Gareth Thomas, who played Blake, bailed on the show after the second series. So they basically had Blake disappear, and it wasn't really clear whether he was out there somewhere or dead until he came back for the final episode of the fourth series (and, as it turned out, the series finale) - mainly because he insisted that they absolutely positively kill off Blake this time so he wouldn't constantly get pestered about whether Blake was still alive and would he show up again.

So yeah, for two of its four seasons, a show called Blake's 7 lacked Blake and was for all practical purposes, Avon's 7. (The 7 was pretty fluid too. It wasn't quite Game of Thrones, but they tended to go through characters pretty quickly.)

(Actually, trivia question - the only character to appear in every episode of the show was Vila. The first episode is very unlike the rest of the show. It's set on Earth, and Blake is an underground political revolutionary who gets arrested and tried and sentenced to exile on a prison world. Vila shows up briefly in that episode, but we don't meet any of the other characters until Blake is on the prison transport ship in Episode 2. So only Blake and Vila in episode 1, and of course no Blake for the whole back half of the series.)
posted by Naberius at 7:45 AM on May 13 [2 favorites]


Ah, that moment in Pressure Point when they get into "Control" and Avon just keeps watching Blake.

I liked the guns, but the noise they made when they went back into the bucket holsters was very dairy.
posted by hawthorne at 8:03 AM on May 13


@immlass Sapphire & Steel, Children Of The Stones, The Changes - so many great, eerie programmes back then that weren't afraid to just use atmosphere and give things time.
posted by GallonOfAlan at 8:06 AM on May 13


My standard advice for those encountering the show for the first time.
posted by seasparrow at 8:08 AM on May 13 [3 favorites]


There was an extremely long period where you could rely on two things: On American SF shows the effects would be good and the writing would suck, and on British shows the effects would be pathetic and the writing would range from okay to sublime. Blake's 7 is the epitome of the latter.
posted by Tell Me No Lies at 8:10 AM on May 13


See also this BBC doc The Cult of Blake's 7. Very well done

(With - I think - Robert Llewellyn doing the voiceover)
posted by DanCall at 8:21 AM on May 13 [2 favorites]


Fittingly, although Davies had planned a documentary video to cover Series 4, the project fell through after a disagreement between the licence holder and the BBC. B7 Enterprises explained, "Our reasons for not sanctioning the Kevin Davies’ documentary are largely due to the fact that we did not feel it provided a proper tribute or fresh retrospective of the show. {...} Kevin produced what he did with the best intent and budget that was available and this lack of budget was badly reflected in its technical quality as much as its severe limitations in content." While they omitted the documentaries from the DVD's US version, they apparently don't mind Davies uploading them to his own YouTube channel, so at least there isn't the threat of a DMCA takedown hanging over them.
posted by Doktor Zed at 8:23 AM on May 13


The first episode of Blake's 7 I ever saw was the finale. It was an accident - I'd heard about the show via some fandom friends, and one day flipping channels happened upon an episode, got sucked in, and only realized by the end that it was The Episode that they had hinted about. Not too long afterwards, there happened to be a small B7 convention at a Holiday Inn near Newark airport at which Avon & Vila were guests, and I joined my friends in going. I have fond memories of the reaction from the audience & actors when I prefaced my question in the panel Q&A with the fact that I'd only seen "Blake" so far. (I can't remember what Avon said exactly - he'd been making disparaging jokes about Blake throughout the panel, in an in-character way.) Anyway, it was a fun little con, and I made sure to watch the rest of the series later.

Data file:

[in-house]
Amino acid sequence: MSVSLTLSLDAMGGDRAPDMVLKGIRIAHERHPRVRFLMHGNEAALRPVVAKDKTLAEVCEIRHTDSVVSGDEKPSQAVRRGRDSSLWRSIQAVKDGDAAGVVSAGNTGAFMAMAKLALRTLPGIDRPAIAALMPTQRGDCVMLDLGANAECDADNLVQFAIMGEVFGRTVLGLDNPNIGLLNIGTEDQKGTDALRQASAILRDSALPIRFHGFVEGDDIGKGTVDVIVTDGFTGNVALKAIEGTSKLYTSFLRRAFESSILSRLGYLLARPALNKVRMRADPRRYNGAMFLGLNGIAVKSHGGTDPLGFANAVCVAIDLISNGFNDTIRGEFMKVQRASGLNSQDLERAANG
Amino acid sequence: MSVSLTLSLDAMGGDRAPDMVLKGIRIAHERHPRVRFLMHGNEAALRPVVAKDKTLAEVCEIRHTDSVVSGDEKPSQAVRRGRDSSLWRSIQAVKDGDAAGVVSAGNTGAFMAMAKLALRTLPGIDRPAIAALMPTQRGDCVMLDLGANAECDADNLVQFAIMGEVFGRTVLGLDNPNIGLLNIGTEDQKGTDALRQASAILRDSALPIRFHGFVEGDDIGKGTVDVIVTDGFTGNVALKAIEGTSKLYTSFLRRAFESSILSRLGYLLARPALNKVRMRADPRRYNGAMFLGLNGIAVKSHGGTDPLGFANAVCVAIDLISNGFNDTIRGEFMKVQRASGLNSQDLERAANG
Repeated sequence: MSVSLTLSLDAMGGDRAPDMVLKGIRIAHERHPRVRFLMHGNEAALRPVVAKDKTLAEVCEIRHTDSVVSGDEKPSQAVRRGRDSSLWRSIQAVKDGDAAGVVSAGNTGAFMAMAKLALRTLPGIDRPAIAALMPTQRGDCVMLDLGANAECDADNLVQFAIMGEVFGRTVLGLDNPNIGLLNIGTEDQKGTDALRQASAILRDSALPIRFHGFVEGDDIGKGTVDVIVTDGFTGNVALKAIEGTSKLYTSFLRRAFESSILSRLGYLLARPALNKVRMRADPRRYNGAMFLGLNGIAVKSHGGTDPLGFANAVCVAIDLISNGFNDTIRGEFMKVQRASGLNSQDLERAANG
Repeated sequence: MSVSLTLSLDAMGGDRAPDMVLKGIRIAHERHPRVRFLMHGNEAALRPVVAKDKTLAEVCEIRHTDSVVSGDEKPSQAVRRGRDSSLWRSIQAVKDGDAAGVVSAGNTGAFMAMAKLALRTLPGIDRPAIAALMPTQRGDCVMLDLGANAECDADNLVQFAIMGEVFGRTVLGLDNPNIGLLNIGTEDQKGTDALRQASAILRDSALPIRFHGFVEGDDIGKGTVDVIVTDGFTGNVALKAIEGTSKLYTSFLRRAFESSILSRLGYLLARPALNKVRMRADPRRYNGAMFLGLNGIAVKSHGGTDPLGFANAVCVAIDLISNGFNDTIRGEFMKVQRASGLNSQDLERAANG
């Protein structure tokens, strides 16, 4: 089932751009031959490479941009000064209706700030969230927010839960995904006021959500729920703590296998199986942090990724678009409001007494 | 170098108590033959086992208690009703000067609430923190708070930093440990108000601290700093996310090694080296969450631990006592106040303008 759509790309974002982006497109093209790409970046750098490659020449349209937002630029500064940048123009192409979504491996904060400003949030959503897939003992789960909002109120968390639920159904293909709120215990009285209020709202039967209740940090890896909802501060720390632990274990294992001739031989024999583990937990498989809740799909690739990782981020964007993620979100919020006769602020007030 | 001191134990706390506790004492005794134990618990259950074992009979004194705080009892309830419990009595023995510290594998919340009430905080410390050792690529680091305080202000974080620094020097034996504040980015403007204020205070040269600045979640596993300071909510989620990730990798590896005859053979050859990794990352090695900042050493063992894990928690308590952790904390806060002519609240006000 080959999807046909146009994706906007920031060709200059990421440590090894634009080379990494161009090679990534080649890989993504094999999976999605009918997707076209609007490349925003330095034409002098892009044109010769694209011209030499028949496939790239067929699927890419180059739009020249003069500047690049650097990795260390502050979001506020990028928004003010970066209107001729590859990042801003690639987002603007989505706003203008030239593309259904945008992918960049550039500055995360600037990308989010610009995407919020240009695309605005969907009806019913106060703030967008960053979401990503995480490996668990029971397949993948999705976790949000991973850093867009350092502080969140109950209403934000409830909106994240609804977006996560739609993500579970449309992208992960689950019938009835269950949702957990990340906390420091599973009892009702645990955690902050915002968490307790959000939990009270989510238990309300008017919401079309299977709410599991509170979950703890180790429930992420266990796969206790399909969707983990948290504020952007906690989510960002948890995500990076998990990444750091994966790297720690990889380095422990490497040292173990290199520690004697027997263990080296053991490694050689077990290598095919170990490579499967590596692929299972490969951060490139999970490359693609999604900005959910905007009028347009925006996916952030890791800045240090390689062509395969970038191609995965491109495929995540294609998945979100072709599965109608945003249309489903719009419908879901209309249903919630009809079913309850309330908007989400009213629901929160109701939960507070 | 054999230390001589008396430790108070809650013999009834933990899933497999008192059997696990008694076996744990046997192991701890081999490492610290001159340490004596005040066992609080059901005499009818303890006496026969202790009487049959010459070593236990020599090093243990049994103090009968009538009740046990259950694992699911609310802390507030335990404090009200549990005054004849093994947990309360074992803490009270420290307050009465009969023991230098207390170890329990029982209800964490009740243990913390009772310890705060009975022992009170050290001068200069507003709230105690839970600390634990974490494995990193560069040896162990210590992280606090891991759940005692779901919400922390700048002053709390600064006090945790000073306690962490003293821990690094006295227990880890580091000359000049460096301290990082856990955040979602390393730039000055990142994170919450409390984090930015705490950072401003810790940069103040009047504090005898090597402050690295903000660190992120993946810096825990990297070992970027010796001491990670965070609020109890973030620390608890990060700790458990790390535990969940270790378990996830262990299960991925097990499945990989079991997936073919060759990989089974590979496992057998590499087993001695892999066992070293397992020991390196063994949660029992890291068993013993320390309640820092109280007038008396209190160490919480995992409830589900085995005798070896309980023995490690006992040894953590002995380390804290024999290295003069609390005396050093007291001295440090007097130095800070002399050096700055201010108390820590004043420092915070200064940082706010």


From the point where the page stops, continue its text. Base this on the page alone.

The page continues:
In terms of the dystopian bleakness of the show, as I recall, the crime that the Federation frames Blake for is pedophilia. And eventually it is revealed that the Federation used some kind of mind-wipe to implant false memories into the children Blake was convicted of raping.
posted by oh yeah! at 9:14 AM on May 13 [1 favorite]


Slightly OT but the Logan's Run guns were unique in that the props actually fired real flames. That movie might have been the high point for pre-computer science fiction effects where they just tried to do it as nearly real as possible.
posted by TheophileEscargot at 11:44 AM on May 13


In terms of the dystopian bleakness of the show, as I recall, the crime that the Federation frames Blake for is pedophilia. And eventually it is revealed that the Federation used some kind of mind-wipe to implant false memories into the children Blake was convicted of raping.

I would love to see them do a remake of this and keep this tone, you could do really interesting things with an intro episode where Blake is doubting himself and the audience is led along the same path and only reveal to him and us, but not necessarily others in the universe, that all is not as it seems. if they ever do it I really hope its BSG style and not Doctor Who.
posted by biffa at 12:09 PM on May 13


ONe time the special effects people had to convey the titular 7 climbing down a very long ladder, so had them climb down the same ladder three times with different coloured lighting.
posted by Sebmojo at 2:23 PM on May 13


Also this comment, from seasparrow's link above, is relevant: